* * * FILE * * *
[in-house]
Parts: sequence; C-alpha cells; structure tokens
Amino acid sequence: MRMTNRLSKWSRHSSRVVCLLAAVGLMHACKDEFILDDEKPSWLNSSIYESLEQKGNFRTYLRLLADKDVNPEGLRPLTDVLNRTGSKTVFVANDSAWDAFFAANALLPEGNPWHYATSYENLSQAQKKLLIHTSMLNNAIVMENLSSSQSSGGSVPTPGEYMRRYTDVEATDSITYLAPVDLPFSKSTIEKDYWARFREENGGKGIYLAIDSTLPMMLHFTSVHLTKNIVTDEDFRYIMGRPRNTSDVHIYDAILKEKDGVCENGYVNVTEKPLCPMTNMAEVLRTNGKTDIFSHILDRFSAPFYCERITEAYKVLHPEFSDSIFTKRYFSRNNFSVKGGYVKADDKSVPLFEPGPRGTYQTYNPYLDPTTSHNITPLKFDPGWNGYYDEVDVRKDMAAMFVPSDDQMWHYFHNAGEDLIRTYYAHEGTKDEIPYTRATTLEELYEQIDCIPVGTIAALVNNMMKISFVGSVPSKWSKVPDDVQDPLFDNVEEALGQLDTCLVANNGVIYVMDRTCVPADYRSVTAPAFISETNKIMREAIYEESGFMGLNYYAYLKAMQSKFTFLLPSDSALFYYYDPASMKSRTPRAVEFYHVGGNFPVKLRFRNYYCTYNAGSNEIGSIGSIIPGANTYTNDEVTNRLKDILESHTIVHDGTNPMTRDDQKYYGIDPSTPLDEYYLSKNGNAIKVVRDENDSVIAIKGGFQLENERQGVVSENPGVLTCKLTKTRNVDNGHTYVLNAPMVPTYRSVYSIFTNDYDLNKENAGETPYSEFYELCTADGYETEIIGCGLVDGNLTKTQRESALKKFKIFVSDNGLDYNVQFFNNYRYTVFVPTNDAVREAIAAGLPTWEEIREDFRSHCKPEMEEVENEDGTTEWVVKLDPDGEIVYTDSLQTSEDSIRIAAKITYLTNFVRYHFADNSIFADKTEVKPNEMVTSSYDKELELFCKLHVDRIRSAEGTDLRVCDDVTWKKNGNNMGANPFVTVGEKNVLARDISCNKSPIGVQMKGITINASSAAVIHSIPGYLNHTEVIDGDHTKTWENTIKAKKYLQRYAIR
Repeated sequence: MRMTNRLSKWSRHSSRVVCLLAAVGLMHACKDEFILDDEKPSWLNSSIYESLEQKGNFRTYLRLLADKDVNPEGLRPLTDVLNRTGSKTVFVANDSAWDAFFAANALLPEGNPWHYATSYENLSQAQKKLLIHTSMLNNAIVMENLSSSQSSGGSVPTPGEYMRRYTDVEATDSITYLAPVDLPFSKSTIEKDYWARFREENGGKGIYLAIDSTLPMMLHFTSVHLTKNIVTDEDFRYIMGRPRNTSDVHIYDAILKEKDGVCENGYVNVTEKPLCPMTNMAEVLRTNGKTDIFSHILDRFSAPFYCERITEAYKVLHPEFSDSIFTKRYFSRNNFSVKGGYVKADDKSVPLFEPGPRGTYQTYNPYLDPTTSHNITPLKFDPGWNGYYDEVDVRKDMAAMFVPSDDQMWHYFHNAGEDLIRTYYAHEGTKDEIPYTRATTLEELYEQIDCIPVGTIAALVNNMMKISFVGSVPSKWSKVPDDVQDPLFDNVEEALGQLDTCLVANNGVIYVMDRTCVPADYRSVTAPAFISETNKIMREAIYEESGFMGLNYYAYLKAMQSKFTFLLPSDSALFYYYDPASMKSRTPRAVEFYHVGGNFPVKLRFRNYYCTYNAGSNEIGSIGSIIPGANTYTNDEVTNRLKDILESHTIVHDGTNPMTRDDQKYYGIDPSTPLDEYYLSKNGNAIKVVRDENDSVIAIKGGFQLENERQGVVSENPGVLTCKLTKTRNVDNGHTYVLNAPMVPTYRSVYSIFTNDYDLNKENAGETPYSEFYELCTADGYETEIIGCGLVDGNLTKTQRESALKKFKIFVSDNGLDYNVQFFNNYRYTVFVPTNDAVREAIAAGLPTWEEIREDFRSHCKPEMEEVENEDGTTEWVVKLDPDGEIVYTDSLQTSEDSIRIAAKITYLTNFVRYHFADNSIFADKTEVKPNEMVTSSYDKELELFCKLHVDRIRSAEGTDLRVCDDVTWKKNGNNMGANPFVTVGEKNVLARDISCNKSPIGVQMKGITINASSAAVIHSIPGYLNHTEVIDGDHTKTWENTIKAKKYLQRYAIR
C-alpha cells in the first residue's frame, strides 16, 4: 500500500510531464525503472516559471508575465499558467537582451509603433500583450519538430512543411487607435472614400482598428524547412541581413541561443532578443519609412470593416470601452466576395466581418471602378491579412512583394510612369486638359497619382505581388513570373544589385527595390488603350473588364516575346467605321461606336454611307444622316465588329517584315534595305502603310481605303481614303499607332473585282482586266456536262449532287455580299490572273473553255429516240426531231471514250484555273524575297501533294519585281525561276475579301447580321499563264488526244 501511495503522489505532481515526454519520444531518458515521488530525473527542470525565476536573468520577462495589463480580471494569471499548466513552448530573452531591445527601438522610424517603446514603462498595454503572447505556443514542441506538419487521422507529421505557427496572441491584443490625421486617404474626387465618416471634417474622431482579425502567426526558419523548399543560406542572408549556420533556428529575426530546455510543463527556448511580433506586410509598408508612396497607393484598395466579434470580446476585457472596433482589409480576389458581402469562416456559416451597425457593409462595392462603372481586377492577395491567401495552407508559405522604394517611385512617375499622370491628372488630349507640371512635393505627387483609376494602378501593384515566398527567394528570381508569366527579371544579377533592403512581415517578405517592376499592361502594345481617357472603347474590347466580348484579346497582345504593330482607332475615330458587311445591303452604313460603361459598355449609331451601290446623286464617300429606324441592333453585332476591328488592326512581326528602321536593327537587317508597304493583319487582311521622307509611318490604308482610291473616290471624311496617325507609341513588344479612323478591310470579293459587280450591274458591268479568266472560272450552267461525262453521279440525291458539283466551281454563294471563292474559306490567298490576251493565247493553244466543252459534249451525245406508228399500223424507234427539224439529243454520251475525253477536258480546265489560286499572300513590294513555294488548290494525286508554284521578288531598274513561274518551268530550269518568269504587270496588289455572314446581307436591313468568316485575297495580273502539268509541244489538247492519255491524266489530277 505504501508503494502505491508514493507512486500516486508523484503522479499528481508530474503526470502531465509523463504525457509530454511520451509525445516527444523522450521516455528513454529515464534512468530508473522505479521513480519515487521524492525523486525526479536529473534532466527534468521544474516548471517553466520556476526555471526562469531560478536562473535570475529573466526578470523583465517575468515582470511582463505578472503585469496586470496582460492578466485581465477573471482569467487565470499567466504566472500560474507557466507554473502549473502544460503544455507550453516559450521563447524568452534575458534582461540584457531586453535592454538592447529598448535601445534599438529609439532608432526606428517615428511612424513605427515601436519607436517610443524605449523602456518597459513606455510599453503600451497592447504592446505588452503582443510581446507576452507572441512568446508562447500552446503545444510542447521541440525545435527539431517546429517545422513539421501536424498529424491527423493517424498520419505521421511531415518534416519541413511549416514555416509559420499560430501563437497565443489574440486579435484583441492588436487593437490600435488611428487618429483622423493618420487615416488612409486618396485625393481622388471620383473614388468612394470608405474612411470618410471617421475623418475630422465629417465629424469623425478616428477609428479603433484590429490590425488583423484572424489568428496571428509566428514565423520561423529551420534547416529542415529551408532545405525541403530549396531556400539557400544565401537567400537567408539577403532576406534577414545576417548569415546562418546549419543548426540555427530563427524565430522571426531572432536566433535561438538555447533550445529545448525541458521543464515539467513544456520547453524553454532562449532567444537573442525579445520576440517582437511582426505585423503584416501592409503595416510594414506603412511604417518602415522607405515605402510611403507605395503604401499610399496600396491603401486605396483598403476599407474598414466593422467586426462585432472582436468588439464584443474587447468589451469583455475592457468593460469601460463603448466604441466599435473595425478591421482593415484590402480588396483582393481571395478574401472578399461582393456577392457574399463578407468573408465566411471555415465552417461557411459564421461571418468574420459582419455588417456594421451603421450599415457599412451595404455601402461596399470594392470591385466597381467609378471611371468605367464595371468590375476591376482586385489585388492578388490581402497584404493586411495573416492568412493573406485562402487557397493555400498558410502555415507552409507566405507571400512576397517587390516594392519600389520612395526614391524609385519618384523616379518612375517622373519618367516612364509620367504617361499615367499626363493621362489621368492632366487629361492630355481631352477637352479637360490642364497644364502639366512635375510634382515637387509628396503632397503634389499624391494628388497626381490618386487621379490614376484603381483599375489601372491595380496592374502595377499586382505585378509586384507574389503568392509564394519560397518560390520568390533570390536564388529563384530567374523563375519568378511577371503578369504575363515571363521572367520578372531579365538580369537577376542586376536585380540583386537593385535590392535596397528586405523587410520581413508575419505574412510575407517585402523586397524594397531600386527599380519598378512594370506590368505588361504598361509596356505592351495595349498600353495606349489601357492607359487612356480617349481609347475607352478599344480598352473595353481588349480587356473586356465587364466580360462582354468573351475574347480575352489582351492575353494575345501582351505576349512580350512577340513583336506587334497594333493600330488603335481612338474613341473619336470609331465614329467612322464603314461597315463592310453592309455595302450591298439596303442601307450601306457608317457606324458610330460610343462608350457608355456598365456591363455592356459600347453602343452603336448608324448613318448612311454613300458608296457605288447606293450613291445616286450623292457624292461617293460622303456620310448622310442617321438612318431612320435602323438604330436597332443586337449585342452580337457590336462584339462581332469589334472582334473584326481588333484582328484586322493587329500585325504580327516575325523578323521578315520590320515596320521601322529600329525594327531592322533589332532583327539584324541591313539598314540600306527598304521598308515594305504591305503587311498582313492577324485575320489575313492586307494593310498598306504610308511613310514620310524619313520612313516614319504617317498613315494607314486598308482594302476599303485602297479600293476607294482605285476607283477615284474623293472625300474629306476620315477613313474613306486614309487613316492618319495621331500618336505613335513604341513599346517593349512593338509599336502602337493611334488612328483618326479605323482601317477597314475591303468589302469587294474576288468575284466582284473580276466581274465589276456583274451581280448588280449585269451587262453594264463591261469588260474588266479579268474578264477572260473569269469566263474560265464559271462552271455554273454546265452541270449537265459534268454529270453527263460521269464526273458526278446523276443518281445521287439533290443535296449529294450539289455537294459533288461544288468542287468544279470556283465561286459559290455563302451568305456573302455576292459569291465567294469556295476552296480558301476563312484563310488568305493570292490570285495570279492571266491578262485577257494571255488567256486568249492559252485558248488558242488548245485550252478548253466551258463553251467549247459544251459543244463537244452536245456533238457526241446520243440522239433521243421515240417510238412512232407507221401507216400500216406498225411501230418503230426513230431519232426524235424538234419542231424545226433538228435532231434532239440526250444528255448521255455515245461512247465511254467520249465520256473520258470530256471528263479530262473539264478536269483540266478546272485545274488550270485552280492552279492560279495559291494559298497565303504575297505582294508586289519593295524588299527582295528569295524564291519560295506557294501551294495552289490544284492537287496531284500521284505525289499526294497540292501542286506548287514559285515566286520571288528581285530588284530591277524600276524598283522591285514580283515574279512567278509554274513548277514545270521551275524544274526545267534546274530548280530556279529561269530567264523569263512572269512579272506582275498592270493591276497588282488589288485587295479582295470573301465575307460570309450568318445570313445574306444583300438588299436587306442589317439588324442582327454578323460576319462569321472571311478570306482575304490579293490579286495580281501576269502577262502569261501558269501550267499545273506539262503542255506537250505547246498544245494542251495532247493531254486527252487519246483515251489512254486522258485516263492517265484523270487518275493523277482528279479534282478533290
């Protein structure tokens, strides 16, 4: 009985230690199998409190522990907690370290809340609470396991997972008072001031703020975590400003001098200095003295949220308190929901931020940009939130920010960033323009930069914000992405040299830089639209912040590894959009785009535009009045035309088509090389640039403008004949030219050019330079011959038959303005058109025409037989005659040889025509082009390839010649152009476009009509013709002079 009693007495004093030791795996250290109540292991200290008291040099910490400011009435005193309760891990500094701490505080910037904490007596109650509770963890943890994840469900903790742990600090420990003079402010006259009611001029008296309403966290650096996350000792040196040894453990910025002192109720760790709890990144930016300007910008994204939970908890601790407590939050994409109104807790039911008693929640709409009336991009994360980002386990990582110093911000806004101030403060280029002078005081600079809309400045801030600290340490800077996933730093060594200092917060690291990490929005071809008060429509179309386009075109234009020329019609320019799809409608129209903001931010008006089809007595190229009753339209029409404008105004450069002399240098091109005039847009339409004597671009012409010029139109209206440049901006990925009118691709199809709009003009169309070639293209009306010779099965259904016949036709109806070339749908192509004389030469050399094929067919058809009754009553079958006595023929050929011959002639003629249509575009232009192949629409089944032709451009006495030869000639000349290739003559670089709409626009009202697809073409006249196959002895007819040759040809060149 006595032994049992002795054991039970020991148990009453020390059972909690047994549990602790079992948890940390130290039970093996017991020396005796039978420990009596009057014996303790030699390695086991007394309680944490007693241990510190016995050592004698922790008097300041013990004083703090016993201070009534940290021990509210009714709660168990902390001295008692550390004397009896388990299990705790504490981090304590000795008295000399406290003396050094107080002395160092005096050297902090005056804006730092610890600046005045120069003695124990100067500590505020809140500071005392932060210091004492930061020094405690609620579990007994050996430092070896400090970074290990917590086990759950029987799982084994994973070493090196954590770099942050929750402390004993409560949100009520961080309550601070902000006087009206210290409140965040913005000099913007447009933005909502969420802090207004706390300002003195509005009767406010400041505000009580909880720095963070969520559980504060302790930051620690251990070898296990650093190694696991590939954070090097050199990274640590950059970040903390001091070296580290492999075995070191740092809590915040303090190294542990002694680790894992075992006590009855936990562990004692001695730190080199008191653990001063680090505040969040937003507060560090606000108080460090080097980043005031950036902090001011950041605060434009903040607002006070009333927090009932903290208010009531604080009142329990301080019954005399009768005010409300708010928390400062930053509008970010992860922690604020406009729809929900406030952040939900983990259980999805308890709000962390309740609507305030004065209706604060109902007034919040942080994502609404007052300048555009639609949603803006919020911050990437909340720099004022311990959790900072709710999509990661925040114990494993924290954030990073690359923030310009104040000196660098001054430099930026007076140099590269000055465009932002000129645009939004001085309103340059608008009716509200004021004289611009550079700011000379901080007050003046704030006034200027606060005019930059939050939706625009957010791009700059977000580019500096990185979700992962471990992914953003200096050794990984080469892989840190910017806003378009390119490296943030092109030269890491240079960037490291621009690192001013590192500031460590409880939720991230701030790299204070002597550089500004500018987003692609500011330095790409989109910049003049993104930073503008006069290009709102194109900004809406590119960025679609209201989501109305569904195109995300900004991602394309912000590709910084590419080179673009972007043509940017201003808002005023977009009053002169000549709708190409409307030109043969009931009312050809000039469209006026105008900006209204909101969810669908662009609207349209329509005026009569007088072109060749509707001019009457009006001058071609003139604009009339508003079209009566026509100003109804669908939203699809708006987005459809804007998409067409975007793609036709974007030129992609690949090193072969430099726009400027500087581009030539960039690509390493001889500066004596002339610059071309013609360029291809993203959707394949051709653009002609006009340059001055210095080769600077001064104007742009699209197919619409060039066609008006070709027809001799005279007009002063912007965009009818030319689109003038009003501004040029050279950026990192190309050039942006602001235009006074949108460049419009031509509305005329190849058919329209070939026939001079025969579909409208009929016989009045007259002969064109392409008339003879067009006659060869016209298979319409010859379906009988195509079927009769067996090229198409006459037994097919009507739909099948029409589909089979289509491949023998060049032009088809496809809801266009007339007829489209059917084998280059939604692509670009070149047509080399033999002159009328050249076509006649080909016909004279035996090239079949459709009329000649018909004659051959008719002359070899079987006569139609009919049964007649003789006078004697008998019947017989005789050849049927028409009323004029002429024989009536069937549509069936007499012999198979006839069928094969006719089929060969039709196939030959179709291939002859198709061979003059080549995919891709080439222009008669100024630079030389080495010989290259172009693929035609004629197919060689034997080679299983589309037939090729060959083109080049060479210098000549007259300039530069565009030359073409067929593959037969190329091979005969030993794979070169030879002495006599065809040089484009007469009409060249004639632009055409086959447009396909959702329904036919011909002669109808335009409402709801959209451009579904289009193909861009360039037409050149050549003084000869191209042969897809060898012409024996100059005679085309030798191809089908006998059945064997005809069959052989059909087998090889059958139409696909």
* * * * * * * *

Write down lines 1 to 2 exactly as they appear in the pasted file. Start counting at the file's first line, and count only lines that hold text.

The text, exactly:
[in-house]
Parts: sequence; C-alpha cells; structure tokens